When transferring data from the U.K. to another country, that country likely will not have identical laws and practices. The TRA tool is an attempt to provide guidance on how a controller should approach the laws of the other country, and the inherent risk in transferring data to another country.
The TRA focuses on two aspects of the laws and practices in other countries:
- Whether the IDTA will be enforceable in that third country
- Whether the destination third country’s data protection regime requires that the data importer gives a third-party access to the data being transferred (as was the focus of the Schrems II judgment). “Access” could mean many things, including court orders requiring that an importer provide a copy of the data to a private or public organisation, or even surveillance by private or public organisations.
The TRA includes helpful examples on what constitutes low, medium and high-risk transfers; however, it is made clear that the TRA is only suitable for simple data transfers. If the transfer would be too high risk or too complex — for instance: the transfer requires a Data Protection Impact Assessment; more than one country’s data laws would apply; or the human rights record of the destination country would produce a high risk for data subjects — then a more detailed risk assessment should be undertaken.
General Consultation Guidance on International Transfers
In addition to the consultation on the TRA, IDTA and the draft U.K. Addendum, the ICO is also asking for opinions on two other key areas:
- Extra-territorial effects under Article 3 U.K. GDPR
- Interpretation of a “Restricted Transfer” under Chapter V U.K. GDPR
Extra-territorial effect under Article 3 U.K. GDPR
How Article 3 is interpreted will impact on the definition of a “restricted transfer”. The ICO asks for input on the following scenarios (in each case asking for views as to whether they would, by default be subject to the UK GDPR, or whether it would depend on the specific circumstances):
- An overseas processor of data who processes data on behalf of a U.K. controller
- An overseas processor of data who processes on behalf of an overseas controller who is subject to U.K. GDPR under Article 3(2) (which has extra-territorial reach where the overseas controller is offering goods or services to, or monitoring the behaviour of, individuals in the U.K.)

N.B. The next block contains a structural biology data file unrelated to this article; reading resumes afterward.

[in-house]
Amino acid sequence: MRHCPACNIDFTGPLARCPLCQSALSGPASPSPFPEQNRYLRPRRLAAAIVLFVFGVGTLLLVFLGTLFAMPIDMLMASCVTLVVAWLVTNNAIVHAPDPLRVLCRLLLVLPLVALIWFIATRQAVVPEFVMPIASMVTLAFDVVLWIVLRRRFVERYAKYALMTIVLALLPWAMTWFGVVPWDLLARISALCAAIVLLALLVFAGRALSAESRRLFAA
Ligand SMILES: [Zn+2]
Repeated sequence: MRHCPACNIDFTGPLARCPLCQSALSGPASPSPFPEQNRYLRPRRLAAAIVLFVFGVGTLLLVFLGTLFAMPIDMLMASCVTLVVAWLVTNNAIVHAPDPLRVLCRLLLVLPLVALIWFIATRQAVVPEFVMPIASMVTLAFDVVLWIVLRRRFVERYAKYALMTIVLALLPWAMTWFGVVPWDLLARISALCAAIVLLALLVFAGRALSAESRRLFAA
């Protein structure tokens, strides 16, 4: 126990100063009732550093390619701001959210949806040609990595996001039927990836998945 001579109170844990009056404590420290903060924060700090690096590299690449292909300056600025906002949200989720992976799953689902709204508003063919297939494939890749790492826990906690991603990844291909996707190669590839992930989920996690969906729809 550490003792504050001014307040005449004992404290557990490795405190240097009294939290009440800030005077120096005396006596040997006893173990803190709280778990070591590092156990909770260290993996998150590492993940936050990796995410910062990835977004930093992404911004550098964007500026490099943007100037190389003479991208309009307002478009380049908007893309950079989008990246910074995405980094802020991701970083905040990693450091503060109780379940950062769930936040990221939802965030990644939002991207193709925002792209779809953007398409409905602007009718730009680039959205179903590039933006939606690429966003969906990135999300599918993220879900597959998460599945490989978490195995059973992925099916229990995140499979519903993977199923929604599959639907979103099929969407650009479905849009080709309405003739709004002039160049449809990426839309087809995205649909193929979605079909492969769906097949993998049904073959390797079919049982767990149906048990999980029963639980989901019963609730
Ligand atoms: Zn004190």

- A foreign joint controller of data (where the other joint controller is subject the U.K. GDPR).
The ICO gives the pros and cons of each approach, and an indication of its current thinking on each matter.
Interpretation of “Restricted Transfer” under Chapter V U.K. GDPR
The ICO consultation seeks views on some nuances that remain to be worked out and whether there are restricted transfers (and therefore requirements for additional safeguards) in the following scenarios:
- Where there is a transfer from one legal entity to another — and therefore a transfer out of the U.K. within a company (for example an employee taking a laptop out of the U.K. or sharing data with an overseas branch) would not constitute a restricted transfer.
- Where a U.K. GDPR processor and a non-U.K. GDPR controller transfer personal data to the processor’s own overseas sub-processors (and whether safeguards would be required where the processor returns data to its non-UK GDPR controller or sends it on to a separate overseas controller or processor).
- Where processing by a data importer is not be governed by the U.K. GDPR. The New EU SCCs are not valid for transfers of personal data where the importer’s processing is already subject to the EU GDPR under its extra-territorial limbs (resulting in some uncertainty as to what (if any) safeguards are required in such circumstances). This is the position which the U.K. ICO has also taken, to date, although the consultation notes that the U.K. ICO may revise this view and require safeguards to be implemented even if the U.K. GDPR applies to the data importer.
These issues have exercised data protection professionals for a while and have practical implications for safeguards that organizations will need to implement in these situations. The ICO is addressing the practical realities of the U.K.’s data protection legislation regime now that the U.K. has left the EU and is taking its own distinct approach on a number of issues. The ICO’s draft documentation is relatively practical and user-friendly in a number of areas, which businesses are likely to welcome.
Organisations which operate in both the EU and U.K. (a large number of U.S. businesses among them) will need to assess and digest the two similar but divergent regulatory regimes. Businesses operating predominantly in the EU will likely want to align their U.K. compliance in respect of international data transfers to the EU model as close as possible and therefore the draft Addendum to EC SCCs is likely to be welcomed. However, the next few weeks and months will likely see some further points of divergence, requiring adjustments to be made to European compliance programs.
- Data Protection Commissioner v Facebook Ireland Limited, Maximillian Schrems (Case C-311/18) (Schrems II)